November 6, 2014
Ninety percent of patients with MS suffer with fatigue. Fatigue is an extremely debilitating MS symptom and difficult to manage.
MS fatigue is more than being tired from a lack of sleep or a very busy day. It is a direct result of the disease itself, and is easily intensified by the other MS symptoms (such as extra energy required to walk), external factors (such as heat or dehydration), and health issues (such as colds/viruses, being overweight…).
Being an invisible symptom, fatigue is hard for people without MS to be aware of it, understand it, and realize the severe limitations it can impose on MSers.
I started an MS group discussion on LinkIn entitled “How do/would you explain your MS fatigue to people to try to make them understand it?” Over fifty comments were received to date, and here are some of the comments:
“I tell people that it is like the exhaustion you get when you have the flu- only multiplied by 20 and NEVER goes away…”
“I heard it explained once and it seemed exactly right. MS fatigue is using every ounce of energy in your body just to breathe.”
“Add 5 lbs. weights to both biceps, forearms, calves, thighs…etc.”
“There is no way to explain it properly. Everyone still thinks it’s just plain tiredness. They don’t get that fatigue is totally different. I once said “when I am fatigued and am in bed, sometimes I feel that peeing the bed is my only option.”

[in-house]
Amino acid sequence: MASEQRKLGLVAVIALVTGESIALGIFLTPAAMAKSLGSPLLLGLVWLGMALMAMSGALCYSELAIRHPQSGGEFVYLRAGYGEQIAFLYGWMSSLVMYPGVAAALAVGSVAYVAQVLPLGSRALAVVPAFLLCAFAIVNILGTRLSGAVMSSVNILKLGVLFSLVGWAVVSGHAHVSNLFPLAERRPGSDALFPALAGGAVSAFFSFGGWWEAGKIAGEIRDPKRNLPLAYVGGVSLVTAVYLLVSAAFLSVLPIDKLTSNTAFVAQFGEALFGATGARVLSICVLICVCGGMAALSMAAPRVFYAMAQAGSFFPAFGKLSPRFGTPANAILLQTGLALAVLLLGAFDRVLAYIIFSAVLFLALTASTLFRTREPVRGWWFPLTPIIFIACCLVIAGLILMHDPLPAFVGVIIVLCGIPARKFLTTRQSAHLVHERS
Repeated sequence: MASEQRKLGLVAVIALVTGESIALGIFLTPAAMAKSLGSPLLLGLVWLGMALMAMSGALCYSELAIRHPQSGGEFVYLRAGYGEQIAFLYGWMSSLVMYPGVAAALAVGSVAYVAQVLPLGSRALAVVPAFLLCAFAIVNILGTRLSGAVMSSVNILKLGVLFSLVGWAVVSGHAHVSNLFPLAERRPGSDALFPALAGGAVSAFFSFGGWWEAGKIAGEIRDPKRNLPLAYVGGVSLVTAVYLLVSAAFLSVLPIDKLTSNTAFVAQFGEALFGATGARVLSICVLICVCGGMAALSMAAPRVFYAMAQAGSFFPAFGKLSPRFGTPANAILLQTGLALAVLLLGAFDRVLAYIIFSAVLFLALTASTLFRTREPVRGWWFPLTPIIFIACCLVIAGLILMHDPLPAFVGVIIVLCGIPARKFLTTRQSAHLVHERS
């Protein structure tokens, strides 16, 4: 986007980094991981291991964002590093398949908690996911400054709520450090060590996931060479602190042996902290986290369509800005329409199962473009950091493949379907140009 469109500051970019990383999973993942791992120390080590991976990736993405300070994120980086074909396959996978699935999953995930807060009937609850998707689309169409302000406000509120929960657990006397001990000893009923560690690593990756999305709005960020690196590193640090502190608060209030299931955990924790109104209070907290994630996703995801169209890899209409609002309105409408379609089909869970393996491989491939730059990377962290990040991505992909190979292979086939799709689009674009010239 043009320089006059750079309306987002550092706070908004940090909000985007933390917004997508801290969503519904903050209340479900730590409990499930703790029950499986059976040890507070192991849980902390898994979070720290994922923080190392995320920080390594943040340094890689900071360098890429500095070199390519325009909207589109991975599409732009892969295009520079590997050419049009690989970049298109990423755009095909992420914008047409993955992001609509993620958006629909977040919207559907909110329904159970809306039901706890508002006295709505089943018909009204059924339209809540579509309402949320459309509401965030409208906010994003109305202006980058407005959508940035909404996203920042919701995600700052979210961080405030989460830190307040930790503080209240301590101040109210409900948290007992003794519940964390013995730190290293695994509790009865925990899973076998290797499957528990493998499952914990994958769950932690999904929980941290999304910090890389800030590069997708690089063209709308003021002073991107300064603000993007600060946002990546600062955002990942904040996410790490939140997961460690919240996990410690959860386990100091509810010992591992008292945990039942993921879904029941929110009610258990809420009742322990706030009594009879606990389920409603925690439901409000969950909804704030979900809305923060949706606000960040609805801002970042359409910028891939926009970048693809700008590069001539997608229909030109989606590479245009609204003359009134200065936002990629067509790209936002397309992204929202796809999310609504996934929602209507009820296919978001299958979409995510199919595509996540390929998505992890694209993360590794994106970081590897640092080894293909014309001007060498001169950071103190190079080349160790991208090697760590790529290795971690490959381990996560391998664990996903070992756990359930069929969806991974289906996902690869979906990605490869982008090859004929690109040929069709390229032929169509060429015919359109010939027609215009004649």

“I ask them to imagine they are coming down with a flu/cold, then recall how tired they are.”
“There is no explaining to others why my body needs to sleep when I have only been awake a short bit.”
“I liken it to hitting a brick wall so hard that you don’t bounce back but instead just slide to the ground and not able to pick myself back up.”
“People just don’t ‘get’ the difference between extreme fatigue and general tiredness – some think they are feeling the same as you are but they don’t know the half of it!!”
“Thank you guys so much for this discussion! I hear all the time “Well, I have trouble sleeping too… maybe you should just go to bed earlier.”Errrrgh! It’s not like that people!
“I tell them that my best day fatigued (tired) is like their worst day. Then they seem to get it.”
The truth is, most people don’t get it. But the upside is that our neurologists and peers DO get it, and that’s where we can get our comfort. And fortunately, fatigue is a symptom that is finally recognized by Social Security when applying for disability benefits.
For those that don’t get it, you can try handing them a copy of this post or a previous post of mine entitled “Fatigue and MS”. It never hurts to try.
Author/MS Counselor/Living with MS